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Florida congressman asks EPA for help with cleaning up toxic waste at Piney Point

Piney Point was once a phosphate processing plant. Efforts to clean up the property have been slow. Now, there are concerns about leaking toxic wastewater.

PALMETTO, Fla. — Nearly 20 years ago, the owners of a phosphate fertilizer processing plant in Palmetto went bankrupt, leaving a gypsum stack and three ponds with waste that's mildly radioactive. 

Now, Rep. Vern Buchanan is asking the feds for help with this "potential environmental nightmare." 

HRK Holdings took over Piney Point after the bankruptcy. The company has been slowly trying to get the waste out of there, but rainfall has been counterproductive. 

There's potential for the property to reach its capacity in the next two years, and that's what worries environmentalists and Manatee County leaders.

“Direction from our administrator could be to put it in front of our board in open session and see if they would agree to a limited discharge to our wastewater system from the site," Manatee County Deputy Director of Utilities Jeff Goodwin said. 'That’s not a long-term plan, That’s a stop-gap. And it only really buys them time until a long-term plan is identified.”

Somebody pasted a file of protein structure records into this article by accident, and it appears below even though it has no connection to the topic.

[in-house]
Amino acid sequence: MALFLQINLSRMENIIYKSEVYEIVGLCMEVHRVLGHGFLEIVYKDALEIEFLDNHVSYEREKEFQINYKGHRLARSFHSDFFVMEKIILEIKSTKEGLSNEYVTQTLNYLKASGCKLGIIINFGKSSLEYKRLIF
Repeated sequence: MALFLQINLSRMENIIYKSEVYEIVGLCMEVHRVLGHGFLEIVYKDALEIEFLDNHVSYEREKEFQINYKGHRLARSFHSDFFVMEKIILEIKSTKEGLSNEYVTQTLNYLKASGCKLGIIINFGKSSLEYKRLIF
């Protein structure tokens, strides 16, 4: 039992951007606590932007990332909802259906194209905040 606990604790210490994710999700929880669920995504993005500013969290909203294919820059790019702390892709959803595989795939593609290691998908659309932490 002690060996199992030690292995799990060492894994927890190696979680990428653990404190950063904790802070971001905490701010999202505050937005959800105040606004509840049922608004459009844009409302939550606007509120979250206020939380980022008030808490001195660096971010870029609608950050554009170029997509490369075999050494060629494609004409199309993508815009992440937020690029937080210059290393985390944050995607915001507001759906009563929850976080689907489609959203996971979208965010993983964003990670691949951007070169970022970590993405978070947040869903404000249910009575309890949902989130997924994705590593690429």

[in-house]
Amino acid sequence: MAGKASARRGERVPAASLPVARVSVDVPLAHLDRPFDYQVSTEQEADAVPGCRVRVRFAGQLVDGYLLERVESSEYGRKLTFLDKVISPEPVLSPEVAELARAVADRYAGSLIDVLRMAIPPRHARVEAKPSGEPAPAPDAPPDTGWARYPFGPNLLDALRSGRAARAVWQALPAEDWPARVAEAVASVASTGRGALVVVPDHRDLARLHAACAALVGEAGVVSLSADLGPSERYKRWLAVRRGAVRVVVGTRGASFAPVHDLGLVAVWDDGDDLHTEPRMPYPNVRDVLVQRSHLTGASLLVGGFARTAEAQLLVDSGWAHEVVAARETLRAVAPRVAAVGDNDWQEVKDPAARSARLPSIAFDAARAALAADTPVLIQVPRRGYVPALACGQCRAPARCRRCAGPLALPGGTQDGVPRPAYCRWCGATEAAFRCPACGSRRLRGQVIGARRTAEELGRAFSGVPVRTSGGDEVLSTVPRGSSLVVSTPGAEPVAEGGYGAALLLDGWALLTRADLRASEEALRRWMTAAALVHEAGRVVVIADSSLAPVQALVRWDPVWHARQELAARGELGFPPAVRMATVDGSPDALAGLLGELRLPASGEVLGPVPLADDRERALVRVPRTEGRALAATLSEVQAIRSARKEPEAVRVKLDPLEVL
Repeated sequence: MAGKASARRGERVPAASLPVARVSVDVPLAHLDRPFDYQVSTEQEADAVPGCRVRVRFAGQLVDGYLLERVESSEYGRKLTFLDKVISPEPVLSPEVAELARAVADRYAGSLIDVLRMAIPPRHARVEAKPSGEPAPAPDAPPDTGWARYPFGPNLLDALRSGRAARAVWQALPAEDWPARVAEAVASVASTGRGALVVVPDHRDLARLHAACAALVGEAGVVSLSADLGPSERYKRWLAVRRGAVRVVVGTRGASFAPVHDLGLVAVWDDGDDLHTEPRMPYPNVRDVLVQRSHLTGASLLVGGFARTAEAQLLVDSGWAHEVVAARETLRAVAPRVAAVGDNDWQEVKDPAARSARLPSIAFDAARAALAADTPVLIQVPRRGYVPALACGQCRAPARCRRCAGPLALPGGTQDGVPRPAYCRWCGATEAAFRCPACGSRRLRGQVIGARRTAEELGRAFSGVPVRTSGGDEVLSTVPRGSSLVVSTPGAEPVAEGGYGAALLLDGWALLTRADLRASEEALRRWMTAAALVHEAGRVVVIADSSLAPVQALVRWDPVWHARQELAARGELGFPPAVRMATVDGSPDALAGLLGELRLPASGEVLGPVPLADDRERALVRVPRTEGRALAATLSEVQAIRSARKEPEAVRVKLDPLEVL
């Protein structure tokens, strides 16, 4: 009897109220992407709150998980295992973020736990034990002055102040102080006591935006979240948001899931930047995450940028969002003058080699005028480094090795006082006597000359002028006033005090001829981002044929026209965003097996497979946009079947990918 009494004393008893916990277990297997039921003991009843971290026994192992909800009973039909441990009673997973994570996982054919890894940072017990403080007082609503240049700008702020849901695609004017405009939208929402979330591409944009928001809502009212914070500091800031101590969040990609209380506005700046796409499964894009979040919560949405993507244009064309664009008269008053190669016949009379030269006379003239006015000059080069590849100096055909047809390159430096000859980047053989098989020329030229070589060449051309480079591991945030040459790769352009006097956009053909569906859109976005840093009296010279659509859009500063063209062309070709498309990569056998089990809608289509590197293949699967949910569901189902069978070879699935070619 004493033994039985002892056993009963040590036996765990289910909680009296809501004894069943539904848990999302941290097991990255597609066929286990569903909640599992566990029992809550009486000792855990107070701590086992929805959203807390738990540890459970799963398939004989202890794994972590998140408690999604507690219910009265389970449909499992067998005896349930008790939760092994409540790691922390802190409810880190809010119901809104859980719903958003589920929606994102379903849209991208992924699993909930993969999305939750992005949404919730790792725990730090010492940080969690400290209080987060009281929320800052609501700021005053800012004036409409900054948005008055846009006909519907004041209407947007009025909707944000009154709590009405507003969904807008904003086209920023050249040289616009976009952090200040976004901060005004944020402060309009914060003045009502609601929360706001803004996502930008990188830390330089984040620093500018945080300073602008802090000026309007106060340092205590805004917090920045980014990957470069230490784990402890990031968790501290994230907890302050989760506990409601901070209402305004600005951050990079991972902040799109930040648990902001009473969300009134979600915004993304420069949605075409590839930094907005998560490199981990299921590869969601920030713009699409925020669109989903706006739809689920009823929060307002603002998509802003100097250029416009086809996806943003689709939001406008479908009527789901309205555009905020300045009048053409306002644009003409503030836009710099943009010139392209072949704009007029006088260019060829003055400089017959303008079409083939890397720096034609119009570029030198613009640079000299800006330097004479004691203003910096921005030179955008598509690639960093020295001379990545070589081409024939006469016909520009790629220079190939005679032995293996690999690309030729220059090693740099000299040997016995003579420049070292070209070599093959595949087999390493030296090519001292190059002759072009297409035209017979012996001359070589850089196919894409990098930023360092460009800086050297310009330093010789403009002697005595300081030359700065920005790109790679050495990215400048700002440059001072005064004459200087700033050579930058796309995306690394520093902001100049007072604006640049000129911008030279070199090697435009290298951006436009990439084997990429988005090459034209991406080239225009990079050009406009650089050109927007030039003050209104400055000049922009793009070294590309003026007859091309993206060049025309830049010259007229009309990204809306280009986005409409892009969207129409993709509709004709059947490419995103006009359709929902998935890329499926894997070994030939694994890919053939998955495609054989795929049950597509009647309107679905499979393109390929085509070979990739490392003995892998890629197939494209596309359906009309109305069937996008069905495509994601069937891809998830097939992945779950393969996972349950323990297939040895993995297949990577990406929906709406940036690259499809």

Another problem, a liner in the gypsum stack broke back in 2011 which allowed saltwater from dredging at Port Manatee to mix with the pond waste. Without a fix, the problem could leak into the area's water supply. 

The state already spent $140 million back in 2004 to barge millions of gallons of the waste more than 100 miles away from shore to dump it. State leaders say they don't have any additional money to address it which is why Buchanan is asking for federal aid.

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